Player breakdown: Jamail Jones

This is part of  Paint Touches’ series breaking down each players’s 2011-2012 campaign and looking forward to next year. A big thank you to assistant coach Aki Collins, who provided exclusive, in-depth analysis on each player.

What he did well: When Davante Gardner went out for a month with a knee injury at the end of January, Jamail Jones was thrust into a much more prominent role than he had ever had in conference play. While you can’t exactly say he lit it up on the court, he made tremendous strides from the player who had never played more than five minutes in a Big East game, something he did seven times this season. His biggest asset to the team was his ability to play the 4 and the 5 on short notice without having the roof cave in. Baby steps.

Jones’ biggest improvement was by far his defense. A player described as utterly useless defensively during Haunted Hoops turned into an average to decent interior defender who was able to use his strength to hold his own against bigger players. He still gets caught ball watching at times, but he was much more alert in making sure his man didn’t get the ball cleanly and used his agility to play ball screens well. Basketball Reference shows he doubled his defensive Win Shares from .2 last season to .4 this year. He has ways to go but the foundation has been laid.

Jamail Jones played over twice as many minutes as last year, but the true explosive player has yet to come out off the shadows. (Tribune File Photo)

What he could have done better: Jones has one of the prettiest jumpers on the team, making it look like everything that leaves his hands will hit nothing but the bottom of the net. In reality though, Jones was ice-cold from the field a majority of the season, going scoreless in 17 games in which he saw action while shooting 35.1 percent from the field (20.1 percent from beyond the arc). Jones might be the most athletic player on the team and surely is the best dunker, but if he can’t hit the 15-foot-plus-jumper he is constantly being given, he won’t be able to show off said leaping abilities.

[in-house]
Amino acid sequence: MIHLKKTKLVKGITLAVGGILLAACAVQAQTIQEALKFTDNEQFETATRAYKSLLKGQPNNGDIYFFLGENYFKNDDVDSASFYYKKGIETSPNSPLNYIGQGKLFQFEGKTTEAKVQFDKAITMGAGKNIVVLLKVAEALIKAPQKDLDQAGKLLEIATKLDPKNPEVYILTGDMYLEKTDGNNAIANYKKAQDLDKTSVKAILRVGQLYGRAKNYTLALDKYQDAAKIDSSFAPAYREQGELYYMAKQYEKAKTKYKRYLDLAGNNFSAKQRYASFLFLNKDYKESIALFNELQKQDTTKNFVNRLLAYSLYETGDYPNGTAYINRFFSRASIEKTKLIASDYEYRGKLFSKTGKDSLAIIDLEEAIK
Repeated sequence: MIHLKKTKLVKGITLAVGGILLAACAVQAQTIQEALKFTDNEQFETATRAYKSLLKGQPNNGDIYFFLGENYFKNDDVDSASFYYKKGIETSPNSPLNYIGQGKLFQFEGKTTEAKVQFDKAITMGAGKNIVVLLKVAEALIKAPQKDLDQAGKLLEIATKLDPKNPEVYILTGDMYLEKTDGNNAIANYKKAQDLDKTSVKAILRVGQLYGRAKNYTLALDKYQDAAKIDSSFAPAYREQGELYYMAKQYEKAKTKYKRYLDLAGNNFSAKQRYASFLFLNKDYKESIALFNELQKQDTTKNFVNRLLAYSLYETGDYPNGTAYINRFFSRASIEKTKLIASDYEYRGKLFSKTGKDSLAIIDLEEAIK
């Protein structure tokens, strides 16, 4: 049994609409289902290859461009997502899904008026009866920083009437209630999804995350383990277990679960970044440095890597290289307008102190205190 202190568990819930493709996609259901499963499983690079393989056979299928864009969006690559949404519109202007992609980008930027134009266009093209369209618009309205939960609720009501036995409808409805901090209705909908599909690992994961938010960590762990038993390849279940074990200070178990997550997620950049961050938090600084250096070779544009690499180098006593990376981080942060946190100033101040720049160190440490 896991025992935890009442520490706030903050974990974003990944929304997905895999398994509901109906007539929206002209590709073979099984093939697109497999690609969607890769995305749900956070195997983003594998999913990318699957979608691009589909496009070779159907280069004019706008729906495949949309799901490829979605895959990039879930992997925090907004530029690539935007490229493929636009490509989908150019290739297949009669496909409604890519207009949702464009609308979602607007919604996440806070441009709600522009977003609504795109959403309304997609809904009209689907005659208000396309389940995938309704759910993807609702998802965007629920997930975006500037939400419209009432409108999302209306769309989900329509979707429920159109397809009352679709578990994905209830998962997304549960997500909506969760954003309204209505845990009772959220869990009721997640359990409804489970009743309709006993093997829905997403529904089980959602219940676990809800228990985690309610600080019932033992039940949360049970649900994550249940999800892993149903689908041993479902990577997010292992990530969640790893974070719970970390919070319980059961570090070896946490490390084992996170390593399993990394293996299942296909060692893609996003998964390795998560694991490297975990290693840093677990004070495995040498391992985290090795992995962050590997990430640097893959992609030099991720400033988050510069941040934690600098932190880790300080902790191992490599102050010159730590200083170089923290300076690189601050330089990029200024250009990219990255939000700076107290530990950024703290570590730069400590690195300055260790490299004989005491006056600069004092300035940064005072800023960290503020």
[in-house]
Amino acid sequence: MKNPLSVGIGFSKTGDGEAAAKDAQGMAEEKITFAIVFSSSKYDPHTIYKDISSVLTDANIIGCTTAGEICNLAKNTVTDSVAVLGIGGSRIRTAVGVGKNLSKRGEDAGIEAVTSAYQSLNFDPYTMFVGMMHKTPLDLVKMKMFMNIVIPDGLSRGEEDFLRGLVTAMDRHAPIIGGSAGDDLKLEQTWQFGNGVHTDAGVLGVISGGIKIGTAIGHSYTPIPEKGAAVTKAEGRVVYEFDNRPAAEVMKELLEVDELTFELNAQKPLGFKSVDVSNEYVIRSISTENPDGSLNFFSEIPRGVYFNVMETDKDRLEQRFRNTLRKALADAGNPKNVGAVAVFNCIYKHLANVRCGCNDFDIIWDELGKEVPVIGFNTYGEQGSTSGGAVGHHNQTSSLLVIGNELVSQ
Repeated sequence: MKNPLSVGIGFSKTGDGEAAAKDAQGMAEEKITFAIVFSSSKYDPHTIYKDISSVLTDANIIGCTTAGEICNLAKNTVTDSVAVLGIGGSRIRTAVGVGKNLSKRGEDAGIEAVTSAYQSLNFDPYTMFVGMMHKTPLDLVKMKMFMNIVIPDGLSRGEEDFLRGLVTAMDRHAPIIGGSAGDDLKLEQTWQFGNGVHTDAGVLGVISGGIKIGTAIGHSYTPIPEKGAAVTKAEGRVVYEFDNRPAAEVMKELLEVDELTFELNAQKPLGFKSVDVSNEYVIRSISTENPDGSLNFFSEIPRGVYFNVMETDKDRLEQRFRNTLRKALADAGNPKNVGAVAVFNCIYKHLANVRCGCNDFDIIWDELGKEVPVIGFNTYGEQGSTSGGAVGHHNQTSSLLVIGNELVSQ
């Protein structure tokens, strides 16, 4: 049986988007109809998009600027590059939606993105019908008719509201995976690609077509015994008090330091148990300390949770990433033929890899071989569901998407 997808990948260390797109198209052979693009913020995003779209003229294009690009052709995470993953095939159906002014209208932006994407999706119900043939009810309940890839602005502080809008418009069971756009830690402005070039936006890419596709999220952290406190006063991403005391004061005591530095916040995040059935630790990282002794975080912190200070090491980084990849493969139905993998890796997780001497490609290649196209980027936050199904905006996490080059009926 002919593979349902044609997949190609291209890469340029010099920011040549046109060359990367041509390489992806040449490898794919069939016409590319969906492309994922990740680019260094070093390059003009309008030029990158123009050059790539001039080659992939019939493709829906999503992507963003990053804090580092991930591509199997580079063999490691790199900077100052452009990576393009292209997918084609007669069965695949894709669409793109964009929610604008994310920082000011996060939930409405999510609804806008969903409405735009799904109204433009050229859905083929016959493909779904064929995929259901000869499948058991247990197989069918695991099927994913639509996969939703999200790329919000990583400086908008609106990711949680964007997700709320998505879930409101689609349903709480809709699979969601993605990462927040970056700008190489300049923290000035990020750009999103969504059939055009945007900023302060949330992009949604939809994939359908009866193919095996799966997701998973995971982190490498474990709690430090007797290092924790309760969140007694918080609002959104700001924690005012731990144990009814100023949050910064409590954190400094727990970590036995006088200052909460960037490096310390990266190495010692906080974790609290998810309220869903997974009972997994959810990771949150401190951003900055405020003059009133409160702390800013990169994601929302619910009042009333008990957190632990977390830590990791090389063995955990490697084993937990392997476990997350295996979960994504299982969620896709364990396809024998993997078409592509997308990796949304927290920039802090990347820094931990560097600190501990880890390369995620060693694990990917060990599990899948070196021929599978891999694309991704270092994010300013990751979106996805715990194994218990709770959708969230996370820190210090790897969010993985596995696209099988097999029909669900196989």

He has to be more consistent with his shot in order to begin to see regular minutes. He hit two big 3-pointers against Cincinnati to help blow the game open so we know he has it in him, he just has to put it together more often and on a more consistent basis. He has to put in the work this summer and raise his 3-point percentage to 30 or so percent before he can begin to scratch his potential.

Aki’s Analysis: “He’s a great kid. He started off the year really well. When he stopped getting playing time, I think he struggled a little bit. He hasn’t shot the ball well consistently. He’ll have days in practice where he won’t miss. I think the biggest thing with him is if he learns to be consistent and can defend, he’s one of our smarter players on the basketball court. He has a great basketball IQ,” Collins said. “He’s similar to Darius, where even internally sometimes you overlook his value because you know he’s going to be there every day. He knows everybody’s position, he knows where everybody’s going to be on the second unit. But he just has not put himself in a position where, ‘Hey, this is what I’m going to do.'”

“I think these next couple months for him, saying this could be a great opportunity for you to get playing time. And he could be one of those guys that goes from not playing at all, to playing very good minutes,” Collins said. “It’s just about having consistency to his approach and his shot, working on his shot, making sure it’s consistent. Because everything else, we know we’re going to get from you.”